For the Love of Food


“For the want of a nail, the shoe was lost.  For the want of the shoe, a horse was lost.”

This post is about something near and dear to my heart: food.  I love it.  And so do many of the women we work with at Green Mountain.  Likely, many of you do, too.  I haven’t met many people in my life who don’t.

But if you’re a weight struggler, you may feel conflicted about that love.  You may have been told for years that if you want to end your weight struggles, just stop eating so much.  That advice seems impossible to someone who loves food.  And it gets, perhaps, at the core of why dieting doesn’t work for so many people.  It focuses us on quantity instead of quality.

In this month’s FitBriefingA Love Affair with Food: Being a Foodie Can Mean Good Things for Healthy Weights,” we explain how really loving food, and eating it to our heart’s content (pun intended),  can actually lead us to healthy weights.  We’ve seen it happen with both of our chefs since they joined us.  And anyone who knows Jon and Lisa know they love preparing and eating good food.

Don’t get me wrong when I talk about good food.  I’m not reverting to the diet mentality meaning of that phrase.  Instead, I’m talking about food we love — food that tastes great and makes us feel great, too.

I won’t go on here.  Read the FitBriefing to understand our point better.

So how does the rhyme I opened this post with apply to this subject?  I guess it’s because I think good food is the nail in the shoe of good health.  It doesn’t work alone; physical activity, sleep, stress management and more play into the equation.  But maybe because I’m a registered dietitian, I put food first.  Or maybe it’s because food supplies basic fuel for life.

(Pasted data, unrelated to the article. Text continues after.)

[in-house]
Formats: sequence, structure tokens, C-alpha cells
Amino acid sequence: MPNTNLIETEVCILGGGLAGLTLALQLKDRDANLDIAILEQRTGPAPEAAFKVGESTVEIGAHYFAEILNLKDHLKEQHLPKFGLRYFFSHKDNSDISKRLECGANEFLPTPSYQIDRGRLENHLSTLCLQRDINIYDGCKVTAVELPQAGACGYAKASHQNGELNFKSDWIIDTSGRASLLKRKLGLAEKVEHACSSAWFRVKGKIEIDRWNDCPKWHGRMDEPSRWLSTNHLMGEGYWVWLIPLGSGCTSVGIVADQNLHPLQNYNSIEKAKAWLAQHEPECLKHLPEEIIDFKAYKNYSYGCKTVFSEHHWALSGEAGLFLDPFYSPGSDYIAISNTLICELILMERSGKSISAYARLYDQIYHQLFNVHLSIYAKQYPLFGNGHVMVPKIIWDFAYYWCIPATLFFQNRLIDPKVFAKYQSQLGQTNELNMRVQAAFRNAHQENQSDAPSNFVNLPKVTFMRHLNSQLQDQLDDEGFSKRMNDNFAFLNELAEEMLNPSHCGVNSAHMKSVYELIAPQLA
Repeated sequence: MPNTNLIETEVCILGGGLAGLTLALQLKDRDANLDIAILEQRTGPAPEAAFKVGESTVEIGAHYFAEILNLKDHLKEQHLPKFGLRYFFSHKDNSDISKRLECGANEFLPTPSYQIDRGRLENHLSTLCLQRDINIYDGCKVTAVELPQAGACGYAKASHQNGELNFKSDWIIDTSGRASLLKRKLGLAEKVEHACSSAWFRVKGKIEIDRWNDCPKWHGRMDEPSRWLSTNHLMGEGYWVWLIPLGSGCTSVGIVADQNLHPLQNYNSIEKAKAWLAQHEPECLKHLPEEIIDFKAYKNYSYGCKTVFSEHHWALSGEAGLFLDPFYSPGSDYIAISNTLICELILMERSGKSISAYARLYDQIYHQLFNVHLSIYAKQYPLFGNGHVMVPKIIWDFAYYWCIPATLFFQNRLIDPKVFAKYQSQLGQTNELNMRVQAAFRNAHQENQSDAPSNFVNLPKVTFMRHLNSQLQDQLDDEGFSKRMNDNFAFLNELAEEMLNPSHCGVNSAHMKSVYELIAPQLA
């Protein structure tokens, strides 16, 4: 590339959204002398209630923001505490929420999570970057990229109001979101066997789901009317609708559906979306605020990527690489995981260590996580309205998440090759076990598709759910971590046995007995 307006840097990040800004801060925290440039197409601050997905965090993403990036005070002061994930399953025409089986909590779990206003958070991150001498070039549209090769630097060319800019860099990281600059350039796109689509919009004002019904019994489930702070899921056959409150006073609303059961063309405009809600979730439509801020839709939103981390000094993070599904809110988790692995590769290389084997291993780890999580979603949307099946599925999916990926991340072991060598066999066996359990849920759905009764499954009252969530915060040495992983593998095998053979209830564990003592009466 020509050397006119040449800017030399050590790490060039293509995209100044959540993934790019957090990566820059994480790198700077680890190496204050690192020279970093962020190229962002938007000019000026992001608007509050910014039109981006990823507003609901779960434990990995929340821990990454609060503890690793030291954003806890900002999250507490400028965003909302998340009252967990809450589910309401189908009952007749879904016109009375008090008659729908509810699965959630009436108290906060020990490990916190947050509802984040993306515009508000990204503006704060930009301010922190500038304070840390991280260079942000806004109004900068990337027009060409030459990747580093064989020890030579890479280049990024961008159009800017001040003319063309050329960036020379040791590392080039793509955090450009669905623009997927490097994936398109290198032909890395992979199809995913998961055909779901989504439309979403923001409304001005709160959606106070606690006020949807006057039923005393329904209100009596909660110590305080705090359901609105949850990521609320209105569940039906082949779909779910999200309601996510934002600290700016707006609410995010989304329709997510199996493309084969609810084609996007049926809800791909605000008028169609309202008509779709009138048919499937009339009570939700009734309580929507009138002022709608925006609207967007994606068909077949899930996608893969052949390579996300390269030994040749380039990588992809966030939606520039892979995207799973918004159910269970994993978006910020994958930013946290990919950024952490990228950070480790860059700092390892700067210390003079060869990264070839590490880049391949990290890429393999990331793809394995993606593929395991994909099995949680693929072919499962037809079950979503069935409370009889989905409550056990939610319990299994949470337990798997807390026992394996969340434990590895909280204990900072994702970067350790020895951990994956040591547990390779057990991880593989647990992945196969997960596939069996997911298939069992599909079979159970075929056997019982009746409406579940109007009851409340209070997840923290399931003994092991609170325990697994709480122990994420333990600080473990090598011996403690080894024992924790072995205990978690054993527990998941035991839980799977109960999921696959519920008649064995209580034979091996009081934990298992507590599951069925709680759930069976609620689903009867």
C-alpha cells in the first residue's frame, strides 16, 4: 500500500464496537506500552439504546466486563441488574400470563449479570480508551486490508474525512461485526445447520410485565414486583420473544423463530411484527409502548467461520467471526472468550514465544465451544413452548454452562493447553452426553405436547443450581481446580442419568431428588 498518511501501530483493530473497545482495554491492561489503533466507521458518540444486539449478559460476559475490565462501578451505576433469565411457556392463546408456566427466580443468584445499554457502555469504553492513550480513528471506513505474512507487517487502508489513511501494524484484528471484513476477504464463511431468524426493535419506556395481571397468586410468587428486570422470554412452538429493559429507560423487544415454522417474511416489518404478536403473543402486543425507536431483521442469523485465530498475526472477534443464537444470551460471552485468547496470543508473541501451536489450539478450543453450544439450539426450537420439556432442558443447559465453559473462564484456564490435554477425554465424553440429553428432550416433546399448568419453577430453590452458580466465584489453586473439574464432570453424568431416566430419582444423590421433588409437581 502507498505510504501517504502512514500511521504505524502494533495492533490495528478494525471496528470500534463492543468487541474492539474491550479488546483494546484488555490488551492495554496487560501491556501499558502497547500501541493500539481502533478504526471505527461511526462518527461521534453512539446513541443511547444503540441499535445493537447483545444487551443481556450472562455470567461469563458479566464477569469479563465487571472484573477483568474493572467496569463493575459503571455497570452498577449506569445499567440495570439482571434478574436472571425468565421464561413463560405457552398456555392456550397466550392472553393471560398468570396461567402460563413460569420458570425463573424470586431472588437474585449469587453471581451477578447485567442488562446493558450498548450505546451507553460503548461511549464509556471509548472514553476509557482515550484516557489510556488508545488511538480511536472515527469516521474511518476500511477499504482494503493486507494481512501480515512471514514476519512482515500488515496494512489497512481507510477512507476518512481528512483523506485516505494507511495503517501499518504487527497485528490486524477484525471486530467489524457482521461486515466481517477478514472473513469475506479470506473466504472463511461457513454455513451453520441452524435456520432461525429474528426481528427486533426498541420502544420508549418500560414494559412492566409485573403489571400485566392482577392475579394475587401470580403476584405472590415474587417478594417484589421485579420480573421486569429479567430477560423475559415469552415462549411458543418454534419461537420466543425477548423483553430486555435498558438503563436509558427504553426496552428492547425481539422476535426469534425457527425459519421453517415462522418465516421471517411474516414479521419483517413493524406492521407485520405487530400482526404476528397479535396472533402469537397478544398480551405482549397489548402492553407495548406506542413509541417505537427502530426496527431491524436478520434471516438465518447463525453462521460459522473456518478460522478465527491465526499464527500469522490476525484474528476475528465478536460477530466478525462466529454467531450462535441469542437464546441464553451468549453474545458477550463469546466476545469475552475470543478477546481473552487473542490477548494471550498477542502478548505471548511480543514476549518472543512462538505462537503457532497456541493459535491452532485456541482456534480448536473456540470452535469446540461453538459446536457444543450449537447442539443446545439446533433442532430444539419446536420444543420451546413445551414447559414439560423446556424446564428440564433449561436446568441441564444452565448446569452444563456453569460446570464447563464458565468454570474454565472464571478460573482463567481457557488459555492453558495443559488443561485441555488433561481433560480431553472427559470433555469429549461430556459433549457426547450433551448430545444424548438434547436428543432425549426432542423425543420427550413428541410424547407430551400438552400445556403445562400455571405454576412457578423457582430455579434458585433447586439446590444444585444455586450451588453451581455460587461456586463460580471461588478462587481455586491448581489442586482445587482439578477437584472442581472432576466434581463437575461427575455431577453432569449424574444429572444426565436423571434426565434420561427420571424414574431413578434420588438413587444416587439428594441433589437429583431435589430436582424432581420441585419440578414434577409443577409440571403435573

Which brings to mind another rhyme:  “Men — you can’t live with them and you can’t live without them.”  That’s a joke when it comes to men.  But if it’s how you think about food, it’s time to learn how to live with it.  Not only live with it, but live well with it.  It’s one of the greatest pleasures of life.

What’s your relationship with food? 

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About the Author

Marsha Hudnall, MS, RDN, CD

If you’re looking for an embodiment of dedication disguised as obsession, look no further. Marsha is a registered dietitian who has spent the last four decades working to help women give up dieting rules and understand how to truly take care of themselves. Her mission in life is to help women learn to enjoy eating and living well, without worries about their weight. She encourages women to embrace their love of food, which you might call being a foodie. If so, it’s appropriate because being a foodie means you pay attention when you eat. That’s a recipe made in heaven for eating well. Marsha is the President and Co-Owner of Green Mountain at Fox Run.

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